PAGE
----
The poem I wrote for you and your fiancé is folded in my lap, damp as a used paper towel in my hands. Gray clouds swirl overhead, goosebumps freckle my arms and legs. My stomach is knotted like a banded t-shirt, my pulse rapid and heavy. I haven’t talked to you since you asked me to read something at your wedding, I haven’t told you what I’ve written. The sound of a bagpipe dampens the air, you and your mother appear at the bottom of the hill. Your plain white dress trails as you walk to the top of the hill where your fiancé stands and waits for you outside a circle of family and friends on chairs. I unfold the poem, the crosses and lines of last minute revisions like razor blades. Your mother gives you away, you take your fiancé’s hand and pass through a wooden arch on the top of the circle together. The preacher begins.
At night, we sneak out of our tent to meet the boys on the baseball field. Last night, we walked to the lake and waded, the water cool and shallow, the moon full like a distant spotlight. Tonight, we walk in the woods¾you and Jason, me and Jeff. Then we lie down in the middle of a park road, stretch out, and believe in the idea of forever. The pavement is cool and gritty but I don’t care and neither do you. We look for the stars we saw last night, name them again, feel darkness like blankets, or secrets. When your grandfather shouts from the far edge of the field, scanning the perimeter with his flashlight, we panic. We dash behind the bushes, whisper a hasty goodnight to the boys. “Alexa! Tara! You better get back to camp now!” When the flashlight has receded, we run faster than FloJo back to our tent and pray that your grandmother hasn’t heard us.
In ninth grade, we are tap dancers in the high school’s production of Anything Goes. We wear the same costume¾white satin shorts edged in silver and blue sequins and matching white satin tops. You help me pin the sailor’s cap on my head at dress rehearsal and the director says we should all smile like you. On opening night, the heel of my tap gets jammed in a small gap on stage and my tap shoe sticks when I kick. My shoe comes off; I stumble, smile, and continue. I stand feet apart, arms overhead, balancing on the bare stocking ball of my foot. Luckily, it happens at the end of the scene and the curtain closes quickly. I pull my shoe out of the hole and shuffle off stage. Maybe, I think, the stage is not for me.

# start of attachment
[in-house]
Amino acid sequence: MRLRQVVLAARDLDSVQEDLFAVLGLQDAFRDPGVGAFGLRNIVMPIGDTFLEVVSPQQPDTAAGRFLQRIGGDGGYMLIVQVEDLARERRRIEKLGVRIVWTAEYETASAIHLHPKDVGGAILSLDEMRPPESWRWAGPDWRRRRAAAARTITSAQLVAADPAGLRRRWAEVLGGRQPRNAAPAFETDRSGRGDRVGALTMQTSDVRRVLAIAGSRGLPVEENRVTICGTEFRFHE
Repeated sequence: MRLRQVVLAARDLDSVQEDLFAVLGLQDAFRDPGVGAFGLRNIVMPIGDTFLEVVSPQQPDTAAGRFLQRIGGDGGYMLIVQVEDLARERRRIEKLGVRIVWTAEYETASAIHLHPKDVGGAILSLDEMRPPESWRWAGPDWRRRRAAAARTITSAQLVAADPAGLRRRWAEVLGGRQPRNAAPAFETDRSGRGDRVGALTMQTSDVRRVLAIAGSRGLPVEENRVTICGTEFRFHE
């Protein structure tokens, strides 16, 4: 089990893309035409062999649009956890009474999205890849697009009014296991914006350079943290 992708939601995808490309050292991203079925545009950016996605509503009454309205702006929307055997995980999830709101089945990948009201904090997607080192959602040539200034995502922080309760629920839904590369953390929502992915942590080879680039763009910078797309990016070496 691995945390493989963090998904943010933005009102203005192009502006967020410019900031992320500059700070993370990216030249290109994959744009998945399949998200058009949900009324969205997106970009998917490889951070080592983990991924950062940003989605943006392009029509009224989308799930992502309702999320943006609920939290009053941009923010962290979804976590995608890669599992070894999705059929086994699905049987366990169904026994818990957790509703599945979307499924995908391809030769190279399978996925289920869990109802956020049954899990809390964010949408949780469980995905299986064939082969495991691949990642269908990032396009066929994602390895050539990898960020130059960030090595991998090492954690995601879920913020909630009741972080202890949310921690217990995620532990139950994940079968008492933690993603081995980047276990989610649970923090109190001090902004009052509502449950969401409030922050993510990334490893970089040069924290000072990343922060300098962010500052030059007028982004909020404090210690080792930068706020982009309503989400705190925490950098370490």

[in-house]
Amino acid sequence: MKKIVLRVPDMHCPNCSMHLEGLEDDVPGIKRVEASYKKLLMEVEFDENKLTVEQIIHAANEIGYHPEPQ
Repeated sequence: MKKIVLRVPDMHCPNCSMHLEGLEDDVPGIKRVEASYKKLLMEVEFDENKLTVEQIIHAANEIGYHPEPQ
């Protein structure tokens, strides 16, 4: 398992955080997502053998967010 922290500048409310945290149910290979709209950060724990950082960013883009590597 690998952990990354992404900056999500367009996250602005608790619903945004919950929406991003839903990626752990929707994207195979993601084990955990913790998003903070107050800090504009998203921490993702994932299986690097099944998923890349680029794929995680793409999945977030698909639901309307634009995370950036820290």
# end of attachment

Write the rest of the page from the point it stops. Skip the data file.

Your cousin Adam meets us for dinner at Benihana’s, your choice for dinner tonight. I think Adam is hot so I am nervous. My palms sweat and I worry that I didn’t use enough deodorant. Adam works on Wall Street and is tall, blonde. At dinner, he talks about the office and the New Year’s party he’ll be hosting in a few days at his apartment; I devour everything he says as if I’m reading the pages of seventeen magazine. It is the first time I’ve eaten teriyaki and I like the chef’s flashing knives, the steam that rises and evaporates from the hibachi table. The food is choreographed here, the sweet and sizzling steak like a Rockettes show at Radio City.
A girl in gym class is more like you. She is all big smiles and loud gestures, like you when you talk about her. She is serious about dance, and you tell me about visiting her house, her dance studio. I see you at her locker in the morning. You meet her there often, and when I look for you after school, I see you walking with her. Her hair is big and curly and she gives you a ride home. You talk with her on the phone at night and I walk home alone, my face hot and swollen, my heart hollowing. The ache of losing someone.
In eleventh grade, you dance a fairy in A Midsummer Night’s Dream, a show I don’t audition for. You have been trying on the theatre crowd for size, but I can’t stand their black nails, listless bangs, and worn-out Converse. I hear a rumor that the lead girl is having an affair with the teacher and I ask you if it’s true. You say you don’t know, but I don’t believe you. You don’t tell me what you know anymore. On opening night, your leotard and leggings are pale gray and you skitter in and out of the cardboard trees. Your movements are modern, angular, you shape the space around you effortlessly. I sit with another girl in the audience. She asks, “Don’t you and Alexa always dance together?” Later, she will take your place; I will confide in her, tell her things about you. Downstage, you twirl, and the deep purple and mauve swaths of chiffon around your waist float like feathers.